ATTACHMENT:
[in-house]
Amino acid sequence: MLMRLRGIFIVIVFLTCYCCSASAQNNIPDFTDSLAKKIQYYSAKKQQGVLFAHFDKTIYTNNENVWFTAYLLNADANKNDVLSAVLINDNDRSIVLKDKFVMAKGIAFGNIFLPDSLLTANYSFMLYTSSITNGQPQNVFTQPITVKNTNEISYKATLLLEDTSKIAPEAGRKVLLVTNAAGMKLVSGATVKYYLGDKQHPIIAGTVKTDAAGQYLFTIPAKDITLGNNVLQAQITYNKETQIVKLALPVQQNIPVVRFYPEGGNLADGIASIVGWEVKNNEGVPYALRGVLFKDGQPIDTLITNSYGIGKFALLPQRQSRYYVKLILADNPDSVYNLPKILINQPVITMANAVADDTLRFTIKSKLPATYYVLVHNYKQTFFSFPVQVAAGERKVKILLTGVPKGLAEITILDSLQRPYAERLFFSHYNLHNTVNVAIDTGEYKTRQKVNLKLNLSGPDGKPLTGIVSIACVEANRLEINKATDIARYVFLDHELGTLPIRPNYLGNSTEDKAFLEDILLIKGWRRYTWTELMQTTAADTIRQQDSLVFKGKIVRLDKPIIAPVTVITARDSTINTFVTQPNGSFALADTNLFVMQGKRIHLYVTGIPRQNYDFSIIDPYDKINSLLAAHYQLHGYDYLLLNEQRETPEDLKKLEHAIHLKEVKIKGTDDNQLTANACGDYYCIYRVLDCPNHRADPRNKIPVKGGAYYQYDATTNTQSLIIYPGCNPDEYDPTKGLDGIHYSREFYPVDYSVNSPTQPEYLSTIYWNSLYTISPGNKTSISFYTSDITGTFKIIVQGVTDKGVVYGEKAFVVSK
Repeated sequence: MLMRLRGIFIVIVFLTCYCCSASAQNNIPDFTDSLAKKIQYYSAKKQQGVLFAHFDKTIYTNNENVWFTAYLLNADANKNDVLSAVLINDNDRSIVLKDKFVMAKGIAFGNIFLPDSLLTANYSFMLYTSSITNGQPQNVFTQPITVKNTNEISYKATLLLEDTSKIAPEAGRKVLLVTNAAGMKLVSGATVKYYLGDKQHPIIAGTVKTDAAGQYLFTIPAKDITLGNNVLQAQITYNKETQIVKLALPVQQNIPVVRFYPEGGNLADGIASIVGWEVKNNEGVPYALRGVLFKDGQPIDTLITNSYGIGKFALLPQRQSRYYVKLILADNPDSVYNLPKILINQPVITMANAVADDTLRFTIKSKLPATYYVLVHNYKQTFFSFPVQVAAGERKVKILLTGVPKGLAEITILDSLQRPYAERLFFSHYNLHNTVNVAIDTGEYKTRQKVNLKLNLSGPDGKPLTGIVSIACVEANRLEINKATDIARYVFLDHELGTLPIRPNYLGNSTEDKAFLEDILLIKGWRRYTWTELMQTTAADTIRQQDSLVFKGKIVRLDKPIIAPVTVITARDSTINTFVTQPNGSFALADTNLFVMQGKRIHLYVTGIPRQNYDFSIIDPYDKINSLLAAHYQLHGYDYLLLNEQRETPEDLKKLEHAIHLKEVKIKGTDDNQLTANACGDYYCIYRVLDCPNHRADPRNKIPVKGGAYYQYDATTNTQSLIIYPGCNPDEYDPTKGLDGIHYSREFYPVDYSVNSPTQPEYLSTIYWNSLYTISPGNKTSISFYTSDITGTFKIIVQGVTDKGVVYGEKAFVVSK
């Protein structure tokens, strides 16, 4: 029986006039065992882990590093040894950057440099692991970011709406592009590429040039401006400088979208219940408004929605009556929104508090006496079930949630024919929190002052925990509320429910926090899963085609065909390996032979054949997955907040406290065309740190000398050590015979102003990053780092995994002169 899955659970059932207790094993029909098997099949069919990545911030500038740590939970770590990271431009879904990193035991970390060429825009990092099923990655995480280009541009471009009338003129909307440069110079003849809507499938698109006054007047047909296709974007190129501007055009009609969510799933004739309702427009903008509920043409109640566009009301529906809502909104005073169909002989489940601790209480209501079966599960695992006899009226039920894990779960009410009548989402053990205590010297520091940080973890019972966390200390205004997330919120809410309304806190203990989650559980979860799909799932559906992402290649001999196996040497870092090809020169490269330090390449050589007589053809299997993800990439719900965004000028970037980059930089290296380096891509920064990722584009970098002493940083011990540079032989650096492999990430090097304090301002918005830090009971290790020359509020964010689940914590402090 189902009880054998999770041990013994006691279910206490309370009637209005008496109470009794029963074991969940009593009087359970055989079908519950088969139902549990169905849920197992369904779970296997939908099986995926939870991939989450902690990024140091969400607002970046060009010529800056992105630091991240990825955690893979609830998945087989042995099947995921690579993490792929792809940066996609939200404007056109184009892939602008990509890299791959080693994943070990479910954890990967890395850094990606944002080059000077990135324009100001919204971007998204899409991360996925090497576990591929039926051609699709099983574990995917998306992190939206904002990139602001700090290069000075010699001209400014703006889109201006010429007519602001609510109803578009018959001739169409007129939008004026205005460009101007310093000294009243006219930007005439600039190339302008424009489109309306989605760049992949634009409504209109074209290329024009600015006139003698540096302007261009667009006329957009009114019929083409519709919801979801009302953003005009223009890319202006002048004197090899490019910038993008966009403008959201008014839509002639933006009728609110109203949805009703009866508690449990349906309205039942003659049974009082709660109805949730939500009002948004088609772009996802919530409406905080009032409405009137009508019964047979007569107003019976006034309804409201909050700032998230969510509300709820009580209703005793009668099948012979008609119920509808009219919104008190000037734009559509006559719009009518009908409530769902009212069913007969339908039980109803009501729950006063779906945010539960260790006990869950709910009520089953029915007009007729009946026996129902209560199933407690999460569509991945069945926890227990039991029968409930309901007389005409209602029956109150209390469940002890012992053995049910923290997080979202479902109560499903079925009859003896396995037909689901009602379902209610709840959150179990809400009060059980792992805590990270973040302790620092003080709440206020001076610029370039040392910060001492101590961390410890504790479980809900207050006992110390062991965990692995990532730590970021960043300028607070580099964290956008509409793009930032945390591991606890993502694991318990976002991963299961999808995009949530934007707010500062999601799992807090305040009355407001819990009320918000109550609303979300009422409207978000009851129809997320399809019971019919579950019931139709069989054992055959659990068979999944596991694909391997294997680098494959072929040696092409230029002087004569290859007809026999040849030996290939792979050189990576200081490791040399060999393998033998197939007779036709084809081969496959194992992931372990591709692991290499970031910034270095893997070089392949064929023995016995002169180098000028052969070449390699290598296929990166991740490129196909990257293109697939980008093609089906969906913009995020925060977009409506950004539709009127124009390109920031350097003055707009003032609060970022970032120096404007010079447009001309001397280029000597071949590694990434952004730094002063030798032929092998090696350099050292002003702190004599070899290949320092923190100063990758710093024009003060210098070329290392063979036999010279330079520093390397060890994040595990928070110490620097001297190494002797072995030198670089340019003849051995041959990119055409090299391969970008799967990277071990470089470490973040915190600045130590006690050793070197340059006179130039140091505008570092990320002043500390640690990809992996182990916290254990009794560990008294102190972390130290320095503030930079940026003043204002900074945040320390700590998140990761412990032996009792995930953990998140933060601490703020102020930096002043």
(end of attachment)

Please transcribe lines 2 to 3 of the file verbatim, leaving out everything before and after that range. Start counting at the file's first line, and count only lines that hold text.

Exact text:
Amino acid sequence: MLMRLRGIFIVIVFLTCYCCSASAQNNIPDFTDSLAKKIQYYSAKKQQGVLFAHFDKTIYTNNENVWFTAYLLNADANKNDVLSAVLINDNDRSIVLKDKFVMAKGIAFGNIFLPDSLLTANYSFMLYTSSITNGQPQNVFTQPITVKNTNEISYKATLLLEDTSKIAPEAGRKVLLVTNAAGMKLVSGATVKYYLGDKQHPIIAGTVKTDAAGQYLFTIPAKDITLGNNVLQAQITYNKETQIVKLALPVQQNIPVVRFYPEGGNLADGIASIVGWEVKNNEGVPYALRGVLFKDGQPIDTLITNSYGIGKFALLPQRQSRYYVKLILADNPDSVYNLPKILINQPVITMANAVADDTLRFTIKSKLPATYYVLVHNYKQTFFSFPVQVAAGERKVKILLTGVPKGLAEITILDSLQRPYAERLFFSHYNLHNTVNVAIDTGEYKTRQKVNLKLNLSGPDGKPLTGIVSIACVEANRLEINKATDIARYVFLDHELGTLPIRPNYLGNSTEDKAFLEDILLIKGWRRYTWTELMQTTAADTIRQQDSLVFKGKIVRLDKPIIAPVTVITARDSTINTFVTQPNGSFALADTNLFVMQGKRIHLYVTGIPRQNYDFSIIDPYDKINSLLAAHYQLHGYDYLLLNEQRETPEDLKKLEHAIHLKEVKIKGTDDNQLTANACGDYYCIYRVLDCPNHRADPRNKIPVKGGAYYQYDATTNTQSLIIYPGCNPDEYDPTKGLDGIHYSREFYPVDYSVNSPTQPEYLSTIYWNSLYTISPGNKTSISFYTSDITGTFKIIVQGVTDKGVVYGEKAFVVSK
Repeated sequence: MLMRLRGIFIVIVFLTCYCCSASAQNNIPDFTDSLAKKIQYYSAKKQQGVLFAHFDKTIYTNNENVWFTAYLLNADANKNDVLSAVLINDNDRSIVLKDKFVMAKGIAFGNIFLPDSLLTANYSFMLYTSSITNGQPQNVFTQPITVKNTNEISYKATLLLEDTSKIAPEAGRKVLLVTNAAGMKLVSGATVKYYLGDKQHPIIAGTVKTDAAGQYLFTIPAKDITLGNNVLQAQITYNKETQIVKLALPVQQNIPVVRFYPEGGNLADGIASIVGWEVKNNEGVPYALRGVLFKDGQPIDTLITNSYGIGKFALLPQRQSRYYVKLILADNPDSVYNLPKILINQPVITMANAVADDTLRFTIKSKLPATYYVLVHNYKQTFFSFPVQVAAGERKVKILLTGVPKGLAEITILDSLQRPYAERLFFSHYNLHNTVNVAIDTGEYKTRQKVNLKLNLSGPDGKPLTGIVSIACVEANRLEINKATDIARYVFLDHELGTLPIRPNYLGNSTEDKAFLEDILLIKGWRRYTWTELMQTTAADTIRQQDSLVFKGKIVRLDKPIIAPVTVITARDSTINTFVTQPNGSFALADTNLFVMQGKRIHLYVTGIPRQNYDFSIIDPYDKINSLLAAHYQLHGYDYLLLNEQRETPEDLKKLEHAIHLKEVKIKGTDDNQLTANACGDYYCIYRVLDCPNHRADPRNKIPVKGGAYYQYDATTNTQSLIIYPGCNPDEYDPTKGLDGIHYSREFYPVDYSVNSPTQPEYLSTIYWNSLYTISPGNKTSISFYTSDITGTFKIIVQGVTDKGVVYGEKAFVVSK